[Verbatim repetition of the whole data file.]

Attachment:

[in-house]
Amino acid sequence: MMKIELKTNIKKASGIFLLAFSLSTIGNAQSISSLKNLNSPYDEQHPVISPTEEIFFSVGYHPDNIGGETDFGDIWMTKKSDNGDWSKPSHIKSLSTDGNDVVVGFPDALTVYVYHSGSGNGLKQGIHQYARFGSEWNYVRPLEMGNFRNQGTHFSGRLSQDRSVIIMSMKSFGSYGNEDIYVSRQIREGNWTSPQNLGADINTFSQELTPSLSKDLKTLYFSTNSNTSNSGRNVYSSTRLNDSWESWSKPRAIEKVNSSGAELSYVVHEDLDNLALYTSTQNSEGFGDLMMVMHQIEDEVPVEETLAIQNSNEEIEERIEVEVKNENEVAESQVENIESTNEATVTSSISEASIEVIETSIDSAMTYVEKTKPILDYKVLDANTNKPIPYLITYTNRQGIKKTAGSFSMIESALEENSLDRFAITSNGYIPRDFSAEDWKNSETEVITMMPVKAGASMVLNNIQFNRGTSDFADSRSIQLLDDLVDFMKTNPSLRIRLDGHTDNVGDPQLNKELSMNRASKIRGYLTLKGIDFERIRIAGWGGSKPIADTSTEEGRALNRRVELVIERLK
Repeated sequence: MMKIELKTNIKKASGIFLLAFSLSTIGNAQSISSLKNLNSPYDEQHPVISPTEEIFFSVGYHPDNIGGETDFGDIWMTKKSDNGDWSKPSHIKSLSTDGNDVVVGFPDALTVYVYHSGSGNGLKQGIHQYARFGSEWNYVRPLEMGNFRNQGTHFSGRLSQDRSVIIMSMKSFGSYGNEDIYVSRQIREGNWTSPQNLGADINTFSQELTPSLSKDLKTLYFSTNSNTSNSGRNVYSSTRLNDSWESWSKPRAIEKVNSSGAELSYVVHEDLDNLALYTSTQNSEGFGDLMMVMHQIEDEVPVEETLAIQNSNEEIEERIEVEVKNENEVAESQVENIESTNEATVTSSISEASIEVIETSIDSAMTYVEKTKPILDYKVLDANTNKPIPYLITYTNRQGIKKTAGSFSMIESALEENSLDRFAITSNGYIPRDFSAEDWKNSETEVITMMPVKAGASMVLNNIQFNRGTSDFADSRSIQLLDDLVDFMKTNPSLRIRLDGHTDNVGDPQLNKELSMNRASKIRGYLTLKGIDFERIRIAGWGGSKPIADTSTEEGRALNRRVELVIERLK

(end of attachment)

[in-house]
Amino acid sequence: MMKIELKTNIKKASGIFLLAFSLSTIGNAQSISSLKNLNSPYDEQHPVISPTEEIFFSVGYHPDNIGGETDFGDIWMTKKSDNGDWSKPSHIKSLSTDGNDVVVGFPDALTVYVYHSGSGNGLKQGIHQYARFGSEWNYVRPLEMGNFRNQGTHFSGRLSQDRSVIIMSMKSFGSYGNEDIYVSRQIREGNWTSPQNLGADINTFSQELTPSLSKDLKTLYFSTNSNTSNSGRNVYSSTRLNDSWESWSKPRAIEKVNSSGAELSYVVHEDLDNLALYTSTQNSEGFGDLMMVMHQIEDEVPVEETLAIQNSNEEIEERIEVEVKNENEVAESQVENIESTNEATVTSSISEASIEVIETSIDSAMTYVEKTKPILDYKVLDANTNKPIPYLITYTNRQGIKKTAGSFSMIESALEENSLDRFAITSNGYIPRDFSAEDWKNSETEVITMMPVKAGASMVLNNIQFNRGTSDFADSRSIQLLDDLVDFMKTNPSLRIRLDGHTDNVGDPQLNKELSMNRASKIRGYLTLKGIDFERIRIAGWGGSKPIADTSTEEGRALNRRVELVIERLK
Repeated sequence: MMKIELKTNIKKASGIFLLAFSLSTIGNAQSISSLKNLNSPYDEQHPVISPTEEIFFSVGYHPDNIGGETDFGDIWMTKKSDNGDWSKPSHIKSLSTDGNDVVVGFPDALTVYVYHSGSGNGLKQGIHQYARFGSEWNYVRPLEMGNFRNQGTHFSGRLSQDRSVIIMSMKSFGSYGNEDIYVSRQIREGNWTSPQNLGADINTFSQELTPSLSKDLKTLYFSTNSNTSNSGRNVYSSTRLNDSWESWSKPRAIEKVNSSGAELSYVVHEDLDNLALYTSTQNSEGFGDLMMVMHQIEDEVPVEETLAIQNSNEEIEERIEVEVKNENEVAESQVENIESTNEATVTSSISEASIEVIETSIDSAMTYVEKTKPILDYKVLDANTNKPIPYLITYTNRQGIKKTAGSFSMIESALEENSLDRFAITSNGYIPRDFSAEDWKNSETEVITMMPVKAGASMVLNNIQFNRGTSDFADSRSIQLLDDLVDFMKTNPSLRIRLDGHTDNVGDPQLNKELSMNRASKIRGYLTLKGIDFERIRIAGWGGSKPIADTSTEEGRALNRRVELVIERLK